the axe

John Dewey HS principal removed as city preps for turnaround

Barry Fried, the longtime principal of John Dewey High School, was removed from the Brooklyn school suddenly this morning, according to several teachers at the school.

It was not immediately clear whether Fried’s removal was related to “turnaround,” the federally prescribed reform process that the city has proposed for Dewey and 32 other struggling schools. Turnaround requires principals who have been in place for more than a few years to be replaced, and the city has started informing principals at some of the schools that they would be removed at the end of the year.

But Fried’s departure happened abruptly, suggesting that the city might have had more immediate concerns. Department of Education officials did not respond to requests for details about Fried’s departure today.

At a faculty meeting this afternoon, Kathleen Elvin was introduced as the school’s interim acting principal. Elvin was the founding principal of a successful small high school, Williamsburg Prep, and most recently trained teachers assigned to schools undergoing less agressive overhaul strategies. She is likely to help engineer staffing and programming changes at the school through the turnaround process.

The change, according to people familiar with the school, was sorely needed — but comes after too long with subpar leadership.

“Principal Fried sits in his office all day and can’t control the students,” City Councilman Dominic Recchia, a 1977 Dewey graduate, said at a public meeting earlier this year, according to the Brooklyn Daily. “This principal should have been gone years ago. The school could prosper but it needs new leadership.”

Under Fried’s tenure, Dewey — which was founded in 1969 as a “modern” school with progressive instruction — earned solidly mediocre scores on the city’s progress reports and saw a spike in violent incidents. After a lockdown in 2008 when a student was seen with a gun in a classroom, the open campus was closed and students could no longer leave during the day.

When the city assigned dozens of schools to “transformation” in 2010, requiring the removal of longtime principals, it left Dewey untouched and Fried in place. In 2011, Fried stayed on after the city assigned Dewey a nonprofit partner through “restart.”

“In 2010 if Dewey got the transformation model, we would’ve gotten a new principal who could’ve helped the school,” said a teacher who has worked at the school since before Fried arrived in 1997. “The DOE clearly didn’t give Dewey a chance by keeping Fried in the school.”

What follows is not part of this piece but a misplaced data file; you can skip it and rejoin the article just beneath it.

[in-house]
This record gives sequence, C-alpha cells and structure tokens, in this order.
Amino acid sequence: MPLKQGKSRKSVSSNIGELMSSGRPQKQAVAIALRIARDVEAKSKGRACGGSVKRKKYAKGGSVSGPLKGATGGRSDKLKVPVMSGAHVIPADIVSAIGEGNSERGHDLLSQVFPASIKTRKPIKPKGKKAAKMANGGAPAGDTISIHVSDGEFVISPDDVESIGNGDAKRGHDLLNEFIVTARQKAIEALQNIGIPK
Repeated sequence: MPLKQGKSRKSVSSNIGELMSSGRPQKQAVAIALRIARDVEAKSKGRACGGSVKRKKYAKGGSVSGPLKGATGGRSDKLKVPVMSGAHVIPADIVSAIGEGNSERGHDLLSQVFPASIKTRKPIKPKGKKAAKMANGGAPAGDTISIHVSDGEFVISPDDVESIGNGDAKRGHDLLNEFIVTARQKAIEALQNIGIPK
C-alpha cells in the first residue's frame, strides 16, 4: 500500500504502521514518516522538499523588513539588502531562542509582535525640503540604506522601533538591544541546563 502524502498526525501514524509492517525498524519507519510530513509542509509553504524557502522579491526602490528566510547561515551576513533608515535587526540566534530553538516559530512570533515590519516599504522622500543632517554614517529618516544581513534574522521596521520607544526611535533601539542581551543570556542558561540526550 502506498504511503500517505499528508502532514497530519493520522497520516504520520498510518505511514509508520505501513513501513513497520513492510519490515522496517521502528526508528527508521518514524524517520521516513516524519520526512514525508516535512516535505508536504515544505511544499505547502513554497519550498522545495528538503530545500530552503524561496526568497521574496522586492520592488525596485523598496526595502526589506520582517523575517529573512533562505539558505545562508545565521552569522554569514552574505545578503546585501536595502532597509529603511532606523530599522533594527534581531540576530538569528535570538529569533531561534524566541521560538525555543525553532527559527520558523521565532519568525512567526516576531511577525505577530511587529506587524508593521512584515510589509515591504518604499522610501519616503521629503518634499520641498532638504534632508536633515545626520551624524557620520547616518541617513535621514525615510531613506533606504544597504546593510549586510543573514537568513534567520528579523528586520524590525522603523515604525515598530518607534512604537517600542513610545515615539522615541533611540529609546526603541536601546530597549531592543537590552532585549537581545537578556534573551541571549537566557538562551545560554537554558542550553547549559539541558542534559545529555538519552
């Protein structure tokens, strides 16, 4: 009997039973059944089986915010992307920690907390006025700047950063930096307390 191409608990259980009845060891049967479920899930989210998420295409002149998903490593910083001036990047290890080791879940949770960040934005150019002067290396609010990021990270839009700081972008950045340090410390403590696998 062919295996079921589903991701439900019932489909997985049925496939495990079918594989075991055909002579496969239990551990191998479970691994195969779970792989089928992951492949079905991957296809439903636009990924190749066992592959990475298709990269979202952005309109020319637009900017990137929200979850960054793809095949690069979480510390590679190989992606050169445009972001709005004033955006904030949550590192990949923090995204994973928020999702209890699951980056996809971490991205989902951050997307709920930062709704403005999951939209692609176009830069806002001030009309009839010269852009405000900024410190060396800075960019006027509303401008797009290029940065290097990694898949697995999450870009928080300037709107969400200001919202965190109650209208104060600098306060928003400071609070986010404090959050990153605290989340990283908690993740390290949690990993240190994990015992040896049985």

Today, Leo Casey, the UFT vice president in charge of high schools, said Fried was a poor leader, but the city was making matters worse by removing Fried in the middle of the year.”There were longstanding issues concerning his ability to lead the school, but despite acknowledging that, the DOE did nothing to find a replacement,” Casey said. “Now, they are doing it in the middle of the term, which is disruptive, because it suits their organizational purposes to do so.”

Teachers and students at the school have been vigorously protesting the turnaround plan, holding weekly rallies outside the school. Last Friday, Dewey students walked out of classes in protest, and on Monday they turned out en masse for a meeting about turnaround held at Brooklyn Borough Hall.

weekend update

How the education world is reacting to racist violence in Charlottesville — and to Trump’s muted response

PHOTO: Andrew Dallos/Flickr
A rally against hate in Tarrytown, New York, responds to the violence in Charlottesville.

For educators across the country, this weekend’s eruption of racism and violence in Charlottesville, Virginia, offered yet another painful opportunity to communicate their values to families, colleagues, and community members.

Many decried the white supremacists who convened in the college town and clashed with protesters who had come to oppose their message. Some used social media to outline ideas about how to turn the distressing news into a teaching moment.

And others took issue with President Donald Trump’s statement criticizing violence “on many sides,” largely interpreted as an unwillingness to condemn white supremacists.